Some former students of the University of Malawi (Unima) and Mzuzu University (Mzuni) have paid back K562 million of the K1.2 billion they owed government in student loans.
Higher Education Students’ Loans and Grants Board board executive director Chris Chisoni said in an interview yesterday that the money was recovered between April 2016 and January 2019 and represents 47 percent recovery rate.
He said 6 543 of the 15 745 former beneficiaries have complied to date.
Chisoni said the loans were disbursed between 1985 and 2012 for eligible needy students at Unima and Mzuni, which opened in 1998, to complete their studies.
He said: “Students loans were introduced in 1985 when the Government of Malawi and the International Monetary Fund and the World Bank introduced cost-sharing mechanisms in public universities to allow parents and guardians take responsibility for paying fees for their wards.
“Before that, higher education was solely the responsibility of government in developing nations.”
Chisoni said his board is now left to recover K638 million, but the institution was pleased with the progress so far.
He said since its inception, the board has witnessed improved collaboration with various employers in tracing, tracking and engaging employed graduates who benefited from the old students loans schemes.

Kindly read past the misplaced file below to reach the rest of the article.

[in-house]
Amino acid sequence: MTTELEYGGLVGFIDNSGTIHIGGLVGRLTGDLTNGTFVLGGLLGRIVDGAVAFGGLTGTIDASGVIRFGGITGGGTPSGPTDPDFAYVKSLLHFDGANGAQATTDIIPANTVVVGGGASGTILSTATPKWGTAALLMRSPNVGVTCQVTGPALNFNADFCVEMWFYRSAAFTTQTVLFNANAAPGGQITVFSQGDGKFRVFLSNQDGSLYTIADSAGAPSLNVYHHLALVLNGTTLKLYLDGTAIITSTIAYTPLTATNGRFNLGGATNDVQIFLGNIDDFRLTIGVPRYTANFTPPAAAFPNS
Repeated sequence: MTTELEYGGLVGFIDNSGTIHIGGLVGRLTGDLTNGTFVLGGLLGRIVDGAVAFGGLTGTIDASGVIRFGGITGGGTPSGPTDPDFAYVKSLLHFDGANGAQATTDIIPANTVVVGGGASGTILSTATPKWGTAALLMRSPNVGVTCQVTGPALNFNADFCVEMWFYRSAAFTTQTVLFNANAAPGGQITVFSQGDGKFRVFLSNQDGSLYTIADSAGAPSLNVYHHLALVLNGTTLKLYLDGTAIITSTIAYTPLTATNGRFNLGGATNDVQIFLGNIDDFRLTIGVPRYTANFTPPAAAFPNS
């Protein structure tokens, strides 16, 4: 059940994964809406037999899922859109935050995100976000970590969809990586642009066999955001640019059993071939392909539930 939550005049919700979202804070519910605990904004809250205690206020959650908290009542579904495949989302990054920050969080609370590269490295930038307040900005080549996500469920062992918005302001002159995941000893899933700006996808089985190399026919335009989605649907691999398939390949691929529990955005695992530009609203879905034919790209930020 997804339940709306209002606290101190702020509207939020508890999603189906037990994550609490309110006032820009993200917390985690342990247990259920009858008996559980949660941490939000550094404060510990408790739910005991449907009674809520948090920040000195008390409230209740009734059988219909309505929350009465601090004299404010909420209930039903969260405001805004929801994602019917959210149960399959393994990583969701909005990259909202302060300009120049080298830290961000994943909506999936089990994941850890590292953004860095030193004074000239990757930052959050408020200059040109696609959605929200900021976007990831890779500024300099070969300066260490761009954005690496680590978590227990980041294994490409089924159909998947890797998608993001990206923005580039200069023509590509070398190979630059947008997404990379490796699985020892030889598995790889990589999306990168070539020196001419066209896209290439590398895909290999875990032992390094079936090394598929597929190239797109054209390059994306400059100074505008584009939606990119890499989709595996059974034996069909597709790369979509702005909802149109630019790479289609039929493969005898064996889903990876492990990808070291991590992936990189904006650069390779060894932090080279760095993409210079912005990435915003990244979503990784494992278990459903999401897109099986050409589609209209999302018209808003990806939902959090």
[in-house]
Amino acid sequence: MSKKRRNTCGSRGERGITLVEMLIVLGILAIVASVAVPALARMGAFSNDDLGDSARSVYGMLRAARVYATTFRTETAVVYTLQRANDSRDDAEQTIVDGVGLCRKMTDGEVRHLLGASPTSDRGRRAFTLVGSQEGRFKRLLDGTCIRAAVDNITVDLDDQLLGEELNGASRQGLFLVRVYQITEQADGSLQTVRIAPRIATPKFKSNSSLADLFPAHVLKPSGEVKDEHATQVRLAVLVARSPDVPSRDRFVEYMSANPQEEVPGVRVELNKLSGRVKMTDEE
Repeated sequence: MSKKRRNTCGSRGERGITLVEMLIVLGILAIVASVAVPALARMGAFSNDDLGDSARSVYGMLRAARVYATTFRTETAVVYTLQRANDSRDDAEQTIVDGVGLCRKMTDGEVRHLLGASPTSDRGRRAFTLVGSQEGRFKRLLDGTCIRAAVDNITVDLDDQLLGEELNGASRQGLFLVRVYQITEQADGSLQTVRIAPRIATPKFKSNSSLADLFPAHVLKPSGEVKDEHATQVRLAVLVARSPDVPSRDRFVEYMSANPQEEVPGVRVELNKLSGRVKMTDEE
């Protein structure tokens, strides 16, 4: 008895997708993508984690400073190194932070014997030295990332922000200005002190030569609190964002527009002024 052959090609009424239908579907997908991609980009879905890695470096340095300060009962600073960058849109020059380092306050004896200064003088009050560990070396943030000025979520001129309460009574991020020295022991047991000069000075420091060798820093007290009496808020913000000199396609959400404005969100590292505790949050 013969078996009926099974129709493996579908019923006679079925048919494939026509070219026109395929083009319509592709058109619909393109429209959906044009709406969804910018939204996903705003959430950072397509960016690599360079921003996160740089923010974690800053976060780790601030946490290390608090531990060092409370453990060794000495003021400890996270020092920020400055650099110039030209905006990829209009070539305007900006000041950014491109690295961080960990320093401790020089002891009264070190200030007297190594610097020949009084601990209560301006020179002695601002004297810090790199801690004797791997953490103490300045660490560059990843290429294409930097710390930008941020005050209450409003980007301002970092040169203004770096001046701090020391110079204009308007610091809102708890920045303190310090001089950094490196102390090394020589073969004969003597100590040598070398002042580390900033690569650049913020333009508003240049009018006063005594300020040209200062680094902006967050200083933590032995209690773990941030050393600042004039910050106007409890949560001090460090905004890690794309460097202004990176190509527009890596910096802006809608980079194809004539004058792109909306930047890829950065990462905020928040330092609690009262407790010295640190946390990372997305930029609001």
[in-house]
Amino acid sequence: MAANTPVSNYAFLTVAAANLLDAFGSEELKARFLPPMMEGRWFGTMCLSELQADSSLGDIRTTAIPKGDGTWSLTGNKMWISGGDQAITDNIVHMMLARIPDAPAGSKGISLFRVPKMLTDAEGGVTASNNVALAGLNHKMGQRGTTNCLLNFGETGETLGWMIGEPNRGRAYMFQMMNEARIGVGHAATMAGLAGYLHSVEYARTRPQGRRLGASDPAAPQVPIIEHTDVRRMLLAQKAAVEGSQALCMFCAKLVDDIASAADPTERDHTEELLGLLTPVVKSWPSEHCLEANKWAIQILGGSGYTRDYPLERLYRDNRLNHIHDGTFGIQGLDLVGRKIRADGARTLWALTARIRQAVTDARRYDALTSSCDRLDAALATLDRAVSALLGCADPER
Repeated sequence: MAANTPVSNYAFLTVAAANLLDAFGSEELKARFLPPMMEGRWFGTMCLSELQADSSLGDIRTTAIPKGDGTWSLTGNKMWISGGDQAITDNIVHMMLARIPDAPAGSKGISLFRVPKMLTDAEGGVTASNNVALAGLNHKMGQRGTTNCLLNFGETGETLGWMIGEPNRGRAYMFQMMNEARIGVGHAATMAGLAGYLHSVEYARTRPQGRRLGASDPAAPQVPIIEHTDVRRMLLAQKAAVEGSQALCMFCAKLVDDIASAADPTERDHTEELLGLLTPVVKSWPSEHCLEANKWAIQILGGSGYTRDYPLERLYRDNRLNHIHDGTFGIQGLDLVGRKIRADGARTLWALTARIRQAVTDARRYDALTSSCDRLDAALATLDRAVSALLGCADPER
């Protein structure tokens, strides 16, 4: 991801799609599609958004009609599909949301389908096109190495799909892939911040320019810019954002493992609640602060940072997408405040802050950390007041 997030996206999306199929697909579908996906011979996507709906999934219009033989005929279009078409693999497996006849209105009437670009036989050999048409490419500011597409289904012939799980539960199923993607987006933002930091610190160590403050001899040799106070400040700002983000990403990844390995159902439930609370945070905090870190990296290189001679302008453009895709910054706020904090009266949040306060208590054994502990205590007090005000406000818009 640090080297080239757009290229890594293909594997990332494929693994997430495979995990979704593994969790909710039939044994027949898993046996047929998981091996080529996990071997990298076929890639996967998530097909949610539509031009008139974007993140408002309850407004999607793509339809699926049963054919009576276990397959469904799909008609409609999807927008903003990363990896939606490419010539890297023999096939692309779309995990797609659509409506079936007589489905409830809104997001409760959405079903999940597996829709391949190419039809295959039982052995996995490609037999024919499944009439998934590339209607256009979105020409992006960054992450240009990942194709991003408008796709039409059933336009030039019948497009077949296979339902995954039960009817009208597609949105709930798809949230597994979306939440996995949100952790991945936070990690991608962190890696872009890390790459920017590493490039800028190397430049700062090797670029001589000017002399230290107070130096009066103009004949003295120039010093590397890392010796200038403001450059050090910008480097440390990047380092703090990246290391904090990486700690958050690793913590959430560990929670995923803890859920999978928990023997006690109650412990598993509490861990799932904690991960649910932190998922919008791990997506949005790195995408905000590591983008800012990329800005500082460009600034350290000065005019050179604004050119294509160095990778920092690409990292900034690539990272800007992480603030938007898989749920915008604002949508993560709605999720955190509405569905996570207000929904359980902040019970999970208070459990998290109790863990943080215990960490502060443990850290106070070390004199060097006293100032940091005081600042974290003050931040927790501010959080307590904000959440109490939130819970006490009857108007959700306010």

But Chisoni said the board is not able to reach all beneficiaries because only 85 percent are in formal employment while the rest are just not willing to comply due to a culture of non-repayment of loans that exists among Malawians.
He said the board continues to engage employers in both private and public sector on payment modalities for outstanding loans from those currently employed by these firms.
With the assistance of the Credit Reference Bureau, Chisoni said students that still owe government money cannot access loans from any commercial bank.
He said as at March 31 this year, 625 former beneficiaries who defaulted on repayment failed to access loans due to their bad credit record.
The recovered loan has been going towards further disbursement to eligible needy students such as the 39 medicine students last year.
According to the Act establishing the board, the institution is meant to be a self-sustaining revolving fund where students who benefited repay after graduation.
In a related development, Chisoni said the board has earmarked 188 needy students from Lilongwe University of Agriculture and Natural Resources (Luanar) for support with tuition fees. He said the prospective beneficiaries will undergo a screening process.
Government, through the board embarked on an exercise to collect the loans as public funds to finance the upcoming loans for needy students in higher education institutions.
The board was established in 2015 to recover loans borrowed from 1985 and those which are deemed mature apart from giving out loans annually and providing grants.